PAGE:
History of Agricultural Robotics
Early Civilization Tools
During the Stone Age (2,000,000-3500 BCE), ancient peoples used simple tools such as spears, nets and various other traps to catch their prey.  Mesopotamians invented the wooden plow around 3000 BCE (Before Common Era), and by 2800 BCE, they had learned how to make bronze tools. 
The In-Between Years (2500 BCE-1750 AD)
The use of animals has been prominent in agriculture. Archeologists believe that dogs were the first animals to be domesticated. Dogs helped early peoples by hunting and also kept rats and other rodents from eating the crops. 
The use of animals in farming and the continued use of tools increased the size of many farms. This allowed farmers to cultivate more land.
The caschrom was invented during the middle ages to till the land. By pushing the foot peg into the ground and pulling the handle backwards, a farmer could tear up the soil and flip the dirt to either side. 
The Agricultural Revolution lasted from about 1750-1900 when farming in America changed drastically. 
The main cause of the Agricultural Revolution was the introduction of machines. A well-known machine introduced during this time was Eli Whitney’s cotton gin, one of the first machines used in agriculture. Eli Whitney, born in Massachusetts, patented his cotton gin on March 14, 1794. This machine was able to quickly separate cottonseed from cotton fibers, creating up to fifty pounds of cleaned cotton a day, the equivalent of hundreds of man-hours. As the first major machine of the agricultural revolution, the cotton gin led the way to our modern agricultural machines. 
The system farmers used to plant crops evolved greatly during this time period. In the early 1800s, people in Norfolk County, England  created the Norfolk Crop Rotation System. This system works by using four main fields and planting different crops in each field. Each year, the cycle rotates, allowing the nutrients in the soil to replenish.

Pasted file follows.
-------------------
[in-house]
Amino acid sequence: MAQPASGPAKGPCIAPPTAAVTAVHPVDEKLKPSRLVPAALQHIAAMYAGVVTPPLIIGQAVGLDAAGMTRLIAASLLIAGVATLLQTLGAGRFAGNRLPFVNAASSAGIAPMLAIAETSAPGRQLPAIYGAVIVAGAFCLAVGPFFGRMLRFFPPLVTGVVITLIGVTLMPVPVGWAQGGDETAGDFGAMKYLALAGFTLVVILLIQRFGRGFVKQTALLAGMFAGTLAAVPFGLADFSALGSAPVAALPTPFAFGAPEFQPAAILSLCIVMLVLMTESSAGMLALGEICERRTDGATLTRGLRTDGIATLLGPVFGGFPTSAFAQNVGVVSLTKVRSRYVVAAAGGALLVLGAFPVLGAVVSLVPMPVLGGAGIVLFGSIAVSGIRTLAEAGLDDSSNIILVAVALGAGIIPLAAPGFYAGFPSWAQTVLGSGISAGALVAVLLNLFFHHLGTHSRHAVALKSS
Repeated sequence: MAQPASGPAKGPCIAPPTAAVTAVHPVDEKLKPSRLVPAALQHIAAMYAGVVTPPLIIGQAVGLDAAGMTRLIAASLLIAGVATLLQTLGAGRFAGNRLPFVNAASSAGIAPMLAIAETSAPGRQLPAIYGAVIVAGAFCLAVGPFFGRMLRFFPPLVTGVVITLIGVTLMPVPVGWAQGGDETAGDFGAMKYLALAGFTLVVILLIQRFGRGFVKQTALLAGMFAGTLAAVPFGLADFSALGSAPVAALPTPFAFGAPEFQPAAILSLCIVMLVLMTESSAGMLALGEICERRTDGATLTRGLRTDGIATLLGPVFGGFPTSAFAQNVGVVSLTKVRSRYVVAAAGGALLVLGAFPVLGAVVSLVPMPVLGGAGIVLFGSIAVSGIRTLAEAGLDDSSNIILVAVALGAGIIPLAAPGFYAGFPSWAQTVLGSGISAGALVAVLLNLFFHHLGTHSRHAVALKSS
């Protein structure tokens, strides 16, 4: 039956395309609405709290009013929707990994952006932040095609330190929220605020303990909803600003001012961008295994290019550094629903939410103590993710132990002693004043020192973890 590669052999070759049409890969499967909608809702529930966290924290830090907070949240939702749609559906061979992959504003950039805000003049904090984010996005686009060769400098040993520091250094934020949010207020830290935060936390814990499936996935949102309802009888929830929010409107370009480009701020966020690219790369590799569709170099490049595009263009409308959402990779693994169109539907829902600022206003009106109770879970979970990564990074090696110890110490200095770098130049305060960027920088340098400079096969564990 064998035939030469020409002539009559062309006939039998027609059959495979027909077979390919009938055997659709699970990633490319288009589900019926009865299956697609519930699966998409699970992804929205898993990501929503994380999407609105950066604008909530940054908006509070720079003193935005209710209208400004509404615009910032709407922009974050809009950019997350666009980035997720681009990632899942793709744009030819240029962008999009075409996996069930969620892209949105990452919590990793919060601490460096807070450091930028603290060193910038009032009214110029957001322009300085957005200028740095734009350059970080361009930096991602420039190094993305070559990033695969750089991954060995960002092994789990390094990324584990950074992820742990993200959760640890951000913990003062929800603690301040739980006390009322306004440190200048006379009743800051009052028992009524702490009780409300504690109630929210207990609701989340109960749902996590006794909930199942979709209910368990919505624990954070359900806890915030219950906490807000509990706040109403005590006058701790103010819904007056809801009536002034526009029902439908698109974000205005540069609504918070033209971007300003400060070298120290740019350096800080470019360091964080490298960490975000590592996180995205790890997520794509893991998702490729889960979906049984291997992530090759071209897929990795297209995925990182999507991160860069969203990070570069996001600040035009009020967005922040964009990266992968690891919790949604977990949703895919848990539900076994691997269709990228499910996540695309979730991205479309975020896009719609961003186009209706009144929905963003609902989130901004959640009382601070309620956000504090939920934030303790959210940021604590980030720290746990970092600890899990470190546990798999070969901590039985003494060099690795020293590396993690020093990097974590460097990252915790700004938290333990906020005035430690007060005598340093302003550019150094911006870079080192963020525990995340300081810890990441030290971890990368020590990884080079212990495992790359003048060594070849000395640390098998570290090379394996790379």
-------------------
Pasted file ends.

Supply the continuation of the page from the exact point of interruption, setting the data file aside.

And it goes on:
Another major change that occurred during the Agricultural Revolution was the creation of the United States Department of Agriculture, or the USDA. On May 15, 1862, President Lincoln created the USDA to improve agricultural practices and standards throughout the country. At first, the USDA worked only to increase productivity on farms, but starting in the 1880s, work was also done to improve the quality and health standards of these farms. The research done by the USDA today helps to create robots and other technological improvements for American farms. 
Nineteenth and Twentieth Centuries
The nineteenth and twentieth centuries, AKA the eighteen and nineteen hundreds, was a very busy time for agricultural development. During this time period, some of our modern agricultural machines, such as the lawnmower and the tractor, were invented and put to use worldwide.
John Deere is often considered to be synonymous with nineteenth century agriculture, mostly because you will see his company’s logo and equipment, first created in the 1800’s, in every farm supply store in the US. John Deere invented the first steel plow in 1837, testing it near Grand Detour, Illinois. He built this steel plow to solve the problems people were having with the midwestern soil sticking to the teeth of plows designed for the lighter New England soil. The first Deere, Tate & Gould factory was built in 1848 in Moline, Illinois, where they could take advantage of the waterpower and transportation of the Mississippi River. In 1918, the company, which became Deere and Company in 1868, began making tractors.  These machines have grown to become our modern agricultural robots.